Parenting difficult kids at the holidays comes with an added level of stress. No parent is perfect, and kids get rambunctious at the holidays. While all children get sensory overload at the holidays, the more sensitive or challenging kids can struggle even more.
That makes the most wonderful time of the year not so wonderful sometimes. Since most families can’t fly off to Jamaica to avoid holiday craziness, some simple tips and strategies can help you survive.
More than any other prevention strategy, planning in advance for changes in routine can reduce meltdowns and tantrums over the holidays. While sticking to a routine is ideal, it isn’t realistic during the holidays. Between school parties, family events, travel, and gift giving, non-routine activities occur that can create stress.
As the parent, you can set your child or teen up for success by letting them know the schedule in advance and giving time warnings whenever possible. While last minute special events may seem like a fun idea, sticking to the game plan helps sensitive and difficult kids succeed because surprises can stress some children. Even if you think that they’re missing out on a special holiday event, focusing on their success by planning helps the whole family.
Sleep routines differ from daily schedules. The holiday season packs many events into a short time, meaning that children might not be able to stick their normal sleep routine which might mean they are tired and crabby at times.
When you know the regular bedtime schedule will be altered, you can try to increase downtime during the day. Incorporate quiet moments at home such as reading, sensory art, watching a show with a weighted or heavy blanket into the day. If children aren’t getting enough sleep, encourage some relaxing activities or adjust your response to the problems that come with hyper behaviors.
The holidays means a lot of interacting with people kids that aren't known well. Managing family expectations and social conditions is critical for a smooth experience. Not only do you need to prepare your kid for your relatives, but you need to make sure your relatives understand your kid’s needs.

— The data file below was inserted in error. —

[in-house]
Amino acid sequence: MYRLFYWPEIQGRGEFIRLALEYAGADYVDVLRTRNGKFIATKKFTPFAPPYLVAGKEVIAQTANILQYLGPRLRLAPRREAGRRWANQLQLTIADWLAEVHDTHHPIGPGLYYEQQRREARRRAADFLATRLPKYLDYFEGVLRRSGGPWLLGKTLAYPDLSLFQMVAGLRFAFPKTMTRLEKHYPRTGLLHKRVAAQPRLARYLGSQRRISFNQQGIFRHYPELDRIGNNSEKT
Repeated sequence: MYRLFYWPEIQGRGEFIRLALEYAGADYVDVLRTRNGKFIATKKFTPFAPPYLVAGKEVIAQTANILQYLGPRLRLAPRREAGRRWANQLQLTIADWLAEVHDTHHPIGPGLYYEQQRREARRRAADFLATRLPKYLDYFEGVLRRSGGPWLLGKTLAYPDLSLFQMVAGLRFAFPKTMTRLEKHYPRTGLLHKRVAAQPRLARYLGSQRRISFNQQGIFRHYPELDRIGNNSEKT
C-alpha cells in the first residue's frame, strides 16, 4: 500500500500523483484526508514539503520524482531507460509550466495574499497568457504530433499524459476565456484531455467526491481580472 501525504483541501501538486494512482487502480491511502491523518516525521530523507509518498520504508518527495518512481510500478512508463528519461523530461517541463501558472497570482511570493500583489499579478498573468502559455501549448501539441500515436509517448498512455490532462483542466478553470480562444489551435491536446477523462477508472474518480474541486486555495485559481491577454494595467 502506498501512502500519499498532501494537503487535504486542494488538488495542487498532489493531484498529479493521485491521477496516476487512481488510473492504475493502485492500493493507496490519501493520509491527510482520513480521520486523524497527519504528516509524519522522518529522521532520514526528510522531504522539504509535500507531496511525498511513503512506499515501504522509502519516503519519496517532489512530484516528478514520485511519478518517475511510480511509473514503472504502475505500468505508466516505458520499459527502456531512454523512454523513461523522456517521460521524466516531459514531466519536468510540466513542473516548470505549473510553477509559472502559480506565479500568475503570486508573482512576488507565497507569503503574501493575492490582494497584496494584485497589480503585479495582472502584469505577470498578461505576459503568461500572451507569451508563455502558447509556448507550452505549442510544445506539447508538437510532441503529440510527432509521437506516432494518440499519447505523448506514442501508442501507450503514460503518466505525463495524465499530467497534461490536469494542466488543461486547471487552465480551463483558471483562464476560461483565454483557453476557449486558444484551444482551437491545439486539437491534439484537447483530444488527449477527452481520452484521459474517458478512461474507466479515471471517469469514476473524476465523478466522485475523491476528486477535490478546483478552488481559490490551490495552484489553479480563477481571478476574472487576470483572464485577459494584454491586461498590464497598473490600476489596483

The first step to social success is asking your child what they think the expectations are. This allows you to process together what “it looks like” and gives children an opportunity to visualize expectations. Also, this process addresses concerns before the event or activity. Sometimes a little preemptive communication and planning can go a long way in reducing potential conflict.
If you know your Aunt Sally is a stickler for manners, do a dry run of sitting at the grown-up table with your child. Once you and your child have practiced the social skill, explain to Aunt Sally the impact of excitement on Josh’s hyperactivity.
For example, you might say, “He is so excited to be with his cousins and spend time with you that it makes controlling his brain difficult.” For children who are easily overwhelmed by a lot of people, you may want to explain to relatives in advance that, “Jenny has Autism and that means she might cry easily, so give her little space if she gets upset.”
In terms of school, try to make sure that teachers also understand your child’s needs. While having an IEP or 504 plan ensures the appropriate education strategies, holiday school events can trigger out-of-norm behaviors.
Making sure that the adults in your school understand how these activities will impact ADHD, autism, defiant behavior, or other disorders can set everyone up for better social relationships. Ensuring that teachers recognize your child’s signs helps keep the anger, frustration, control, pressure, or anxiety leading to social issues from impeding in-school success.
The holidays come with a lot of “stuff” that send kids (and adults too) into sensory overload. Often, parents focus on the immediate effect overstimulation can have on kids’ behavior, but sensory input can have a lingering effect So, even though your child did pretty good at the party last night and went to bed on time, the next day they were very emotional because of the party noise, different food textures, and constant stimulation.
Before attending a holiday event, find solutions to reduce sensory stimulation. For children with noise sensitivities, ear protection may help at the school holiday show. For a child who finds people overwhelming, bring a favorite board game or LEGO bricks to help your child find calm at the family party of 62 people.